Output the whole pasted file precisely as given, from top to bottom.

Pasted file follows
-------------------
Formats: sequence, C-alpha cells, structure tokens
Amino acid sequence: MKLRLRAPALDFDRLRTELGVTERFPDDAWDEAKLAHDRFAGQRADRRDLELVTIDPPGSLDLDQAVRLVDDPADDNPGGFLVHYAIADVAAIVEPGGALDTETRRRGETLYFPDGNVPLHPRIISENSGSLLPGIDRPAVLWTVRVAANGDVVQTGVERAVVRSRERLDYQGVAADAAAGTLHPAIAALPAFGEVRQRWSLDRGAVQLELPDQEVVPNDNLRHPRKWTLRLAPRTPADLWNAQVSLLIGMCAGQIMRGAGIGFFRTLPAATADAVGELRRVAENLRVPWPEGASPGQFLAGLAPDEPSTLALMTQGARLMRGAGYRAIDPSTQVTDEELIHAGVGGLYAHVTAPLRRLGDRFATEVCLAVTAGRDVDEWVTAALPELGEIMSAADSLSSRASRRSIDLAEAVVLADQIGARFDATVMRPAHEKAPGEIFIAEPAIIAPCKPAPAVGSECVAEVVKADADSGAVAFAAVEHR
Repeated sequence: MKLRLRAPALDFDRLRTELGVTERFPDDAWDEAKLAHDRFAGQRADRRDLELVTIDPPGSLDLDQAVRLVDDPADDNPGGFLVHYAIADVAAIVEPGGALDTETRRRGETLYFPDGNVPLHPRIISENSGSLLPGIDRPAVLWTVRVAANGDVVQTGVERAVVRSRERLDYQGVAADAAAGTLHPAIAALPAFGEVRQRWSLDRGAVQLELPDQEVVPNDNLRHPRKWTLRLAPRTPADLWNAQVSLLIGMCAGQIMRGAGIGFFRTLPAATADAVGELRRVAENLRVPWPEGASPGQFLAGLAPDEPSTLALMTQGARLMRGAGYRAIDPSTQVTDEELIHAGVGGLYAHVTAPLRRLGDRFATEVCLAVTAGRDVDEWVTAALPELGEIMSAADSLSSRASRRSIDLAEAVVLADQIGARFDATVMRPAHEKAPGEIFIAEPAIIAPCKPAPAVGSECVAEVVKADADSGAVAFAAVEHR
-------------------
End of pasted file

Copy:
Formats: sequence, C-alpha cells, structure tokens
Amino acid sequence: MKLRLRAPALDFDRLRTELGVTERFPDDAWDEAKLAHDRFAGQRADRRDLELVTIDPPGSLDLDQAVRLVDDPADDNPGGFLVHYAIADVAAIVEPGGALDTETRRRGETLYFPDGNVPLHPRIISENSGSLLPGIDRPAVLWTVRVAANGDVVQTGVERAVVRSRERLDYQGVAADAAAGTLHPAIAALPAFGEVRQRWSLDRGAVQLELPDQEVVPNDNLRHPRKWTLRLAPRTPADLWNAQVSLLIGMCAGQIMRGAGIGFFRTLPAATADAVGELRRVAENLRVPWPEGASPGQFLAGLAPDEPSTLALMTQGARLMRGAGYRAIDPSTQVTDEELIHAGVGGLYAHVTAPLRRLGDRFATEVCLAVTAGRDVDEWVTAALPELGEIMSAADSLSSRASRRSIDLAEAVVLADQIGARFDATVMRPAHEKAPGEIFIAEPAIIAPCKPAPAVGSECVAEVVKADADSGAVAFAAVEHR
Repeated sequence: MKLRLRAPALDFDRLRTELGVTERFPDDAWDEAKLAHDRFAGQRADRRDLELVTIDPPGSLDLDQAVRLVDDPADDNPGGFLVHYAIADVAAIVEPGGALDTETRRRGETLYFPDGNVPLHPRIISENSGSLLPGIDRPAVLWTVRVAANGDVVQTGVERAVVRSRERLDYQGVAADAAAGTLHPAIAALPAFGEVRQRWSLDRGAVQLELPDQEVVPNDNLRHPRKWTLRLAPRTPADLWNAQVSLLIGMCAGQIMRGAGIGFFRTLPAATADAVGELRRVAENLRVPWPEGASPGQFLAGLAPDEPSTLALMTQGARLMRGAGYRAIDPSTQVTDEELIHAGVGGLYAHVTAPLRRLGDRFATEVCLAVTAGRDVDEWVTAALPELGEIMSAADSLSSRASRRSIDLAEAVVLADQIGARFDATVMRPAHEKAPGEIFIAEPAIIAPCKPAPAVGSECVAEVVKADADSGAVAFAAVEHR